The wise King Solomon says in Ecclesiastes 1:9: 

“That which has been is what will be,

That which is done is what will be done,

And there is nothing new under the sun”. 

This statement remains a powerful warning of the continual vigilance we all must have to combat evil that arises in each generation.

And nowhere can this be truer than with the ever evolving phenomenon of antisemitism, one of civilizations oldest prejudices. A new poll released this weekend has shown a third of British Jews have considered moving abroad, in part due to fears about increasing antisemitism. 

Although the Jewish community is somewhat divided on the result of this poll, I myself have witnessed antisemitism during my time at university. This has tended to happen within the context of discussions surrounding the Israeli/Palestinian conflict. It's an issue which often provokes strong feelings, but whatever the rights and wrongs of the politics of the region, there can be no excuse and no justification for the kind of hatred I've seen directed at my Jewish friends. 

Israel and the Bible

I often find myself reflecting on my nation’s history and involvement in facilitating the formation of the Jewish state - a state which is seen by some Jews (past and present) as a safe haven where they are protected from European antisemitism. 

This year is the 100th anniversary of the Balfour Declaration (a document from 1917 which stated the British government supported for the establishment of a "national home" for the Jewish people). There were many Christians in British politics during this time who supported the Jewish people in their endeavour to live in the land of their forefathers in peace and security.

Most inspiring for me is the testimony of Lord Arthur Balfour himself who, as a Christian, stood courageously in front of the Zionist Federation in proclaiming "I am a Zionist", announcing his intent to join hands with all those in the Jewish community who longed to see the nation of Israel restored.

I too am a Christian Zionist. And with good reason. The Bible mentions the word 'Israel' approximately 2,500 times and almost every page of the Old Testament is speaking, in one way or another, about the nation of Israel.

Indeed, the land of Israel is of undeniable centrality to the context of the gospels and the teachings of the New Testament. Anyone who reads the Bible will soon discover that Israel is the ancient homeland of the Jewish people.

And yet the truth of the Jewish connection to the land of Israel is subject to attack almost every day on British campus’. This should concern Christians for a number of reasons, including the fact its creating a climate where antisemitism is emboldened. 

Combating hatred

Within months of joining my university I witnessed the intense hatred which many Jewish students are subjected to for simply defending their natural and historical rights as Jews.

I listened with horror as a staff member at the University even claimed that Israel had fabricated all the archaeological evidence of Jewish heritage! They claimed any evidence was merely state propagated lies.

At other universities students have been subjected to verbal and physical abuse by violent anti-Israel activists who were seeking to prevent an Israeli army spokesperson from sharing his story.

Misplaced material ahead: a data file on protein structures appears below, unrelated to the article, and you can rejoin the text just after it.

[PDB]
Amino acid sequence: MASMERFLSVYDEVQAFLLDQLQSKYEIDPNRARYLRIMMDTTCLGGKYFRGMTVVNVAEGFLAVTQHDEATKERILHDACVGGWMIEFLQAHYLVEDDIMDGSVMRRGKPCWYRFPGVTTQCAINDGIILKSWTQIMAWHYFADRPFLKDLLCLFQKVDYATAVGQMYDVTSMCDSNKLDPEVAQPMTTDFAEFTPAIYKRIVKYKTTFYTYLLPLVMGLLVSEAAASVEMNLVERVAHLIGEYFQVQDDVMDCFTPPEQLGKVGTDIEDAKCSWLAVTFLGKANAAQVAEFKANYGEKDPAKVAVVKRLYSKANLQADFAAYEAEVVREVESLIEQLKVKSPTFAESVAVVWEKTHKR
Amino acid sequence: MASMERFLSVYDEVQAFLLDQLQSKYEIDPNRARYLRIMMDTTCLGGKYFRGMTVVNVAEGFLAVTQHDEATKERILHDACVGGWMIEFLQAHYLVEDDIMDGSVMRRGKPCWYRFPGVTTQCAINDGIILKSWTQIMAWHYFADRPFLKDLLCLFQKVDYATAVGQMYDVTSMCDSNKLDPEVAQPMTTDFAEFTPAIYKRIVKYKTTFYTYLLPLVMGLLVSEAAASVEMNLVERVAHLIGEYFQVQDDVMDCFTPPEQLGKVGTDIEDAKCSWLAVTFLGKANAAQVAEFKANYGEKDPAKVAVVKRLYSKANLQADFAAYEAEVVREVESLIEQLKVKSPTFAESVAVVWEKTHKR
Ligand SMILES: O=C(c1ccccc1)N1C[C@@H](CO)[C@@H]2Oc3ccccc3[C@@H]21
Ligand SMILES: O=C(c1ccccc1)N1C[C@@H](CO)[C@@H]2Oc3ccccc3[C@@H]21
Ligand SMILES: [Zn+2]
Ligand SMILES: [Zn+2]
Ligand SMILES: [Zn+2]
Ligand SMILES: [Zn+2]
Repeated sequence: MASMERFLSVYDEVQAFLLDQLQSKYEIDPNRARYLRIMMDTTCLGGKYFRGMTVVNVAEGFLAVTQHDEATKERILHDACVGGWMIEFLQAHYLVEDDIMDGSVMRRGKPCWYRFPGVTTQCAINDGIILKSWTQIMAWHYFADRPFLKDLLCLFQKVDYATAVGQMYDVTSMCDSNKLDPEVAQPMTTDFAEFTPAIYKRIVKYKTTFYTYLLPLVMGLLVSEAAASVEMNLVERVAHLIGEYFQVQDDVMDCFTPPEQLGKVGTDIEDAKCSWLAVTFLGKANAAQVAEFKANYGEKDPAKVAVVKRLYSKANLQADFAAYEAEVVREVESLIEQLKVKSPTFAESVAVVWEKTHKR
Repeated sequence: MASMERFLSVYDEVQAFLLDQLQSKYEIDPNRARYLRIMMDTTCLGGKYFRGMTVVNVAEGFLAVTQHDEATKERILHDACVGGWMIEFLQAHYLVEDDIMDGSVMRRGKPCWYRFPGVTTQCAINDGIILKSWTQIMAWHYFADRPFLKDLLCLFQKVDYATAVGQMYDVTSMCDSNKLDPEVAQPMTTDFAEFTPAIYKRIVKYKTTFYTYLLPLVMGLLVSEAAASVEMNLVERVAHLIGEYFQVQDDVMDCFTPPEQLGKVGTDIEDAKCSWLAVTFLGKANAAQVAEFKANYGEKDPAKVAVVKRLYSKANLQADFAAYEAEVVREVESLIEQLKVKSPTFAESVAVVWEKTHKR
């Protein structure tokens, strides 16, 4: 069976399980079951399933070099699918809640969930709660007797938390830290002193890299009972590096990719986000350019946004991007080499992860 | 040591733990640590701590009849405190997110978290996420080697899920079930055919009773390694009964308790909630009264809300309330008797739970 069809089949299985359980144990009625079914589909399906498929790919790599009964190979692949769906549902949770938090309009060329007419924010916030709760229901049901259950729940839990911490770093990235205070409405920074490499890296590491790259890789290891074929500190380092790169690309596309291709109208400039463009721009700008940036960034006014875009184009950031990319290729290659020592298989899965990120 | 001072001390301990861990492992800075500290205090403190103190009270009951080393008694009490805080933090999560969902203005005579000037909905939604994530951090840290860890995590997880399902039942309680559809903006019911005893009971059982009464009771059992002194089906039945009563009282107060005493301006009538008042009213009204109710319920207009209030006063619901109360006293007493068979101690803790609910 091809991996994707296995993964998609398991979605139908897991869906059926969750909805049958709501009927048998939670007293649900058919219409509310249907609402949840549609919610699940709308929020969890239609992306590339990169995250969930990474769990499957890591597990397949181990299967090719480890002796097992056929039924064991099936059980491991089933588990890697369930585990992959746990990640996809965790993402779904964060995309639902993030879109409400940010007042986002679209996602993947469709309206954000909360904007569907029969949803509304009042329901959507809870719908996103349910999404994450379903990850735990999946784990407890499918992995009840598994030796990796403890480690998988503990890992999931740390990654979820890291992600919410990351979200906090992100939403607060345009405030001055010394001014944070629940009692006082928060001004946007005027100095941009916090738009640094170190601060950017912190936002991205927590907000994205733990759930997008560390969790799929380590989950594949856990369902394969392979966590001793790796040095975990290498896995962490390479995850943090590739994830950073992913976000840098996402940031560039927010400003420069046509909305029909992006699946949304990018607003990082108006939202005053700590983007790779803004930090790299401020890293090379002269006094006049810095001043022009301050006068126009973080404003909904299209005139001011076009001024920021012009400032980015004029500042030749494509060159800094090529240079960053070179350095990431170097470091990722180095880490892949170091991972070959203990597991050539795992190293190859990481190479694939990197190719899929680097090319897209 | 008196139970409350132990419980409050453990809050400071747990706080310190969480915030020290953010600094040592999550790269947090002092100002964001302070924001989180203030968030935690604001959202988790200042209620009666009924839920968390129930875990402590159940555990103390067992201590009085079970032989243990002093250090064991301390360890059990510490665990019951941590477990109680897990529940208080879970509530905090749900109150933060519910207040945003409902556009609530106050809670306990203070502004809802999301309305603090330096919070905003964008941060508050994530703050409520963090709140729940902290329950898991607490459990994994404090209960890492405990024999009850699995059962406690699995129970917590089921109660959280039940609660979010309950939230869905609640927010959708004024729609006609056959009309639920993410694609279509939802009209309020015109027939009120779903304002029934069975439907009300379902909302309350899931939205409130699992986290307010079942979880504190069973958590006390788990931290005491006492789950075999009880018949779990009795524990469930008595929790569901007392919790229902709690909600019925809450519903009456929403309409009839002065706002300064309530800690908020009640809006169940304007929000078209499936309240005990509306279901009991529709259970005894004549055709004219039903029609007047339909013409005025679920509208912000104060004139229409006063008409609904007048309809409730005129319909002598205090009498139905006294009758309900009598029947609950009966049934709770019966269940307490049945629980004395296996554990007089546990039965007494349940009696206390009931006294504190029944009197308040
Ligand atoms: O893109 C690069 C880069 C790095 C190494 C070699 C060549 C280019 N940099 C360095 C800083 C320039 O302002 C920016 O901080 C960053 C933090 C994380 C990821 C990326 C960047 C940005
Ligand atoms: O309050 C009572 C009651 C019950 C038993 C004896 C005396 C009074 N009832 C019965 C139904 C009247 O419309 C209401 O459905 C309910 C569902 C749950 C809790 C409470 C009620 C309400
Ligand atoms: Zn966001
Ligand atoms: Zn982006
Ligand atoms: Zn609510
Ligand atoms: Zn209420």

Even when Jewish students seek to simply educate people about Israel on British campus’ they often find themselves subjected to vicious attempts to have their voices silenced.

Although many of my fellow Christians remained silent about this, I couldn't. In the end, I joined with other non-Jewish students and with the help of StandWithUs UK, started the Exeter University Friends of Israel society.

Not just a Jewish issue

It's important to remember that intimidation against the rights of UK Jews to peacefully express themselves is not simply a Jewish issue. These acts serve to redraw the lines of prejudice, entrenching opposition, division and hatred towards one another when all students should work towards the universal goal of building bridges of peace between communities, not tearing them down.

By making a compassionate stand in solidarity with Jewish and Israel societies across the country Christians can help lead the change on University campus’ to demystify the discussion about Israel on campus and stand upon historical truths that our faith could not exist without.

And change is possible. I’ve met Egyptian students who recall with pride their nations’ peace treaty with Israel since 1979 and are inspired by its example to other nations of what can be achieved through dialogue and reconciliation. And I’ve met Palestinians who have wanted to learn Hebrew to be better equipped to build cultural bridges between Israelis and Palestinians.

Change is possible when students are willing to work together, challenge each other and shed their own prejudices in the hope of a more constructive dialogue on the Israel-Palestinian conflict.

I long to see how great the impact might be if more Christian students would take heed of the biblical and historic call to stand with the Jewish people as a mark of commitment to their faith of Judaic origin.

I’m committed to making a change. My faith demands it. And so does our shared duty to justice.

Jonathan Farrell studied Political Thought at University of Exeter and is now Communities Director at StandWithUs UK

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